The Southern district is an amalgamation of very different regional economies. The southern part of this district includes the impoverished North Caucasus, where mountainous terrain, subsistence agriculture, very large informal sectors, stark poverty and the effects of “antiterrorist operations” in Chechnya dominate the economic picture. The average monthly wage in Dagestan in November 2000 was only US$34, less than half the national average of US$89. Seventy-one percent of this figure was required to purchase Goskomstat’s standard consumption basket, compared to a national average of 30 percent. The unemployment rate in Ingushetia, which is flooded with Chechen refugees, at mid-year was 26 percent, three times the national average. The economic growth reported in this part of the district seems to have resulted from the population growth recorded in Dagestan, Ingushetia and North Ossetia (much of which was due to out-migration from Chechnya), and from increased transfers from Moscow. Still, these data indicate that living standards may well have improved during 1999-2000 for those residents of the North Caucasus who are not trapped in refugee camps in Ingushetia and North Ossetia.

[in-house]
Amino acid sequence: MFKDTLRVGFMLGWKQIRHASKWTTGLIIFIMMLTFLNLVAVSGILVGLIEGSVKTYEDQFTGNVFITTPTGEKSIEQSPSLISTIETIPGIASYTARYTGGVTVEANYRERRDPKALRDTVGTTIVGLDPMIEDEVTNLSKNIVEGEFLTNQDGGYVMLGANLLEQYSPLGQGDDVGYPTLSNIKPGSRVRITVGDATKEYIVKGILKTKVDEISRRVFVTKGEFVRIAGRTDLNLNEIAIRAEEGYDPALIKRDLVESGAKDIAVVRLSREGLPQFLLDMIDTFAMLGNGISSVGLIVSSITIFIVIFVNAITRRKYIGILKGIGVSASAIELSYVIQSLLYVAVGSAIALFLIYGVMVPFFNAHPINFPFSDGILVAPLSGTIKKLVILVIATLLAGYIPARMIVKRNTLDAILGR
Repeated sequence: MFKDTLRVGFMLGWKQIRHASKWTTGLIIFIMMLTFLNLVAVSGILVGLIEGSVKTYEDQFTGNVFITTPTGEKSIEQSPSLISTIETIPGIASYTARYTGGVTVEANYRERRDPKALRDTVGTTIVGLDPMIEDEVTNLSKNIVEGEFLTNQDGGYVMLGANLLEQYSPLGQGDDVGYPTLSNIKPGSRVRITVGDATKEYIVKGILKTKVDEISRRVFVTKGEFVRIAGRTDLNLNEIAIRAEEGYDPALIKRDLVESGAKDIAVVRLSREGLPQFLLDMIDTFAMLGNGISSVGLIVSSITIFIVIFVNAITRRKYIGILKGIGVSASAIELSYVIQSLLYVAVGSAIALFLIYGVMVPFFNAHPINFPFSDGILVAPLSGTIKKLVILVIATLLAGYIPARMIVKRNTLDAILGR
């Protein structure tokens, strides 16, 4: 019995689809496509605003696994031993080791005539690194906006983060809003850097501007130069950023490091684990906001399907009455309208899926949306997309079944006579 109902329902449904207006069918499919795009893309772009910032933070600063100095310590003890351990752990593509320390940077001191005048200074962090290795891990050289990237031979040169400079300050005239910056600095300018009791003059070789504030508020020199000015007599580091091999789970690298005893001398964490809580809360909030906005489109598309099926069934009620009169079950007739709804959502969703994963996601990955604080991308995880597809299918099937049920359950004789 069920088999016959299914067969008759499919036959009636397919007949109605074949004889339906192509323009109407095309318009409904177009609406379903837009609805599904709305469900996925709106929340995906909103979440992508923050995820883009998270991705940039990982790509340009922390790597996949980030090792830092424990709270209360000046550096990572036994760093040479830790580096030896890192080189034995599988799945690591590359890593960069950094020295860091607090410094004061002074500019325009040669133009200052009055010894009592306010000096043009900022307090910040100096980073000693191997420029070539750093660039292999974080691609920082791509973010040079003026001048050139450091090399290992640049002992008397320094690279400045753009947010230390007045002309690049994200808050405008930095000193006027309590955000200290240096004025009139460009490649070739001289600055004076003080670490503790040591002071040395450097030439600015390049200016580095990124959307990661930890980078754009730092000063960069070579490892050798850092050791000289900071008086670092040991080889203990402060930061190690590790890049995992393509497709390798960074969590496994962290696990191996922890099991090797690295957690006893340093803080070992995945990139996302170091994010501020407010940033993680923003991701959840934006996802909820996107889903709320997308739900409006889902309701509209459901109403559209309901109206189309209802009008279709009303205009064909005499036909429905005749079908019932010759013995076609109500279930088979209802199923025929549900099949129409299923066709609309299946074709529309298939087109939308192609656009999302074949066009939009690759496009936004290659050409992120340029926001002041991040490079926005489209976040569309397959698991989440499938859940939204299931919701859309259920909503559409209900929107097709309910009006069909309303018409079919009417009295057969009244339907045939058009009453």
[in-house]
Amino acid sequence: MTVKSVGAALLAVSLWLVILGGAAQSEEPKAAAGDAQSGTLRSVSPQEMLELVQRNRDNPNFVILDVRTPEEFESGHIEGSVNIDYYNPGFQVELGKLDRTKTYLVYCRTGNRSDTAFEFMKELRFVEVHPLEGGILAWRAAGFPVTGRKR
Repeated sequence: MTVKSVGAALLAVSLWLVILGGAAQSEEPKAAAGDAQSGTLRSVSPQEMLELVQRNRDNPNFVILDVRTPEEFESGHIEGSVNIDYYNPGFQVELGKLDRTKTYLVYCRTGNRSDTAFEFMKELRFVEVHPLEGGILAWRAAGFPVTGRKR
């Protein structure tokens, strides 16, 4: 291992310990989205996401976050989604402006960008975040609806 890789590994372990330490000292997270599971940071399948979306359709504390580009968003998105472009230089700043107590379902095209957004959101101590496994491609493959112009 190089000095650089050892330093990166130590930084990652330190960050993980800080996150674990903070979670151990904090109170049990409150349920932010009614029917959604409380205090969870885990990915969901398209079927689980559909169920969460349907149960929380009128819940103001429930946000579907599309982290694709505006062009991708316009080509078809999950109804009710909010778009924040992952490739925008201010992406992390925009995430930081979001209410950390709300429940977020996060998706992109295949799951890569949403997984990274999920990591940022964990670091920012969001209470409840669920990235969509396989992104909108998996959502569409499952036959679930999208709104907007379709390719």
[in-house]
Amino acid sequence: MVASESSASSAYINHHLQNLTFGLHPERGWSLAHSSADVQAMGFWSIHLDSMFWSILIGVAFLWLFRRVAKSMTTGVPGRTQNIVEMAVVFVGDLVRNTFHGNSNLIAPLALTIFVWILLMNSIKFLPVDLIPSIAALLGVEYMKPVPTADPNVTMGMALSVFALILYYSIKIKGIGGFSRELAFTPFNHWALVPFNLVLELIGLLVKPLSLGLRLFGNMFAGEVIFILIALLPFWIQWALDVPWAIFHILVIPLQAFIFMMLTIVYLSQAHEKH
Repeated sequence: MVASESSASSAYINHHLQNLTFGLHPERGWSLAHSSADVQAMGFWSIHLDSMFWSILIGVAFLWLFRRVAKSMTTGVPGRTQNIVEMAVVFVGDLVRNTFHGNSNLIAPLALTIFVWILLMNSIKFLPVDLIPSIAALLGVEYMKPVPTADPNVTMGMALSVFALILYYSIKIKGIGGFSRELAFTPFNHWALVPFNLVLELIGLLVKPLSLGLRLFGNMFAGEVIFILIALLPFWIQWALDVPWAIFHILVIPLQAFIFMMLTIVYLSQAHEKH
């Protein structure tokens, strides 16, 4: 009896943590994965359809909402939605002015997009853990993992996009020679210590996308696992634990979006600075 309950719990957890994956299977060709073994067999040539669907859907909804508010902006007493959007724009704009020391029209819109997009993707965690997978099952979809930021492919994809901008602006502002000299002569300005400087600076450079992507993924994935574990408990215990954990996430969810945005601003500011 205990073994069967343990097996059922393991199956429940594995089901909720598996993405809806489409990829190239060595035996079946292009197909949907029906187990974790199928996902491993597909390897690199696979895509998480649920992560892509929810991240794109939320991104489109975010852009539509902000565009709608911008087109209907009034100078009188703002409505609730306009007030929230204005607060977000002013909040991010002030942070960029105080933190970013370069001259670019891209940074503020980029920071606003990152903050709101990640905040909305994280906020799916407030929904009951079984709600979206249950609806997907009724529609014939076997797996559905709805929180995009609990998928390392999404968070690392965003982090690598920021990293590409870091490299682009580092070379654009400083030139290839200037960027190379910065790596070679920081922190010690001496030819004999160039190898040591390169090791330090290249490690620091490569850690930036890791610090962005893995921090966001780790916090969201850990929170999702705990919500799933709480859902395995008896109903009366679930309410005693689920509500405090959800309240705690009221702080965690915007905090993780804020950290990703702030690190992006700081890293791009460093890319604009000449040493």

The northern part of this district consists of the relatively industrial regions of Volgograd and Astrakhan (which are important oil refining and transport points), as well as the agro- and light industrial regions of Krasnodar, Stavropol and Rostov. These northern regions accounted for 90 percent of the district’s industrial output in 2000, and 85 percent of its retail sales. Growth in these regions reflected Russia’s broad economic recovery and the effects of a good harvest. Synthetic fiber output was reported up 64 percent last year, while the production of specialized tractor equipment grew 86 percent. And the 9 percent growth in agricultural output reported in the Southern district last year was nearly double the 5 percent growth reported for Russia as a whole. The grain harvest in 2000 was especially good in Volgograd, Astrakhan and Kalmykia.
THE FAR EAST: RUSSIA’S UNFOLDING ECONOMIC DISASTER?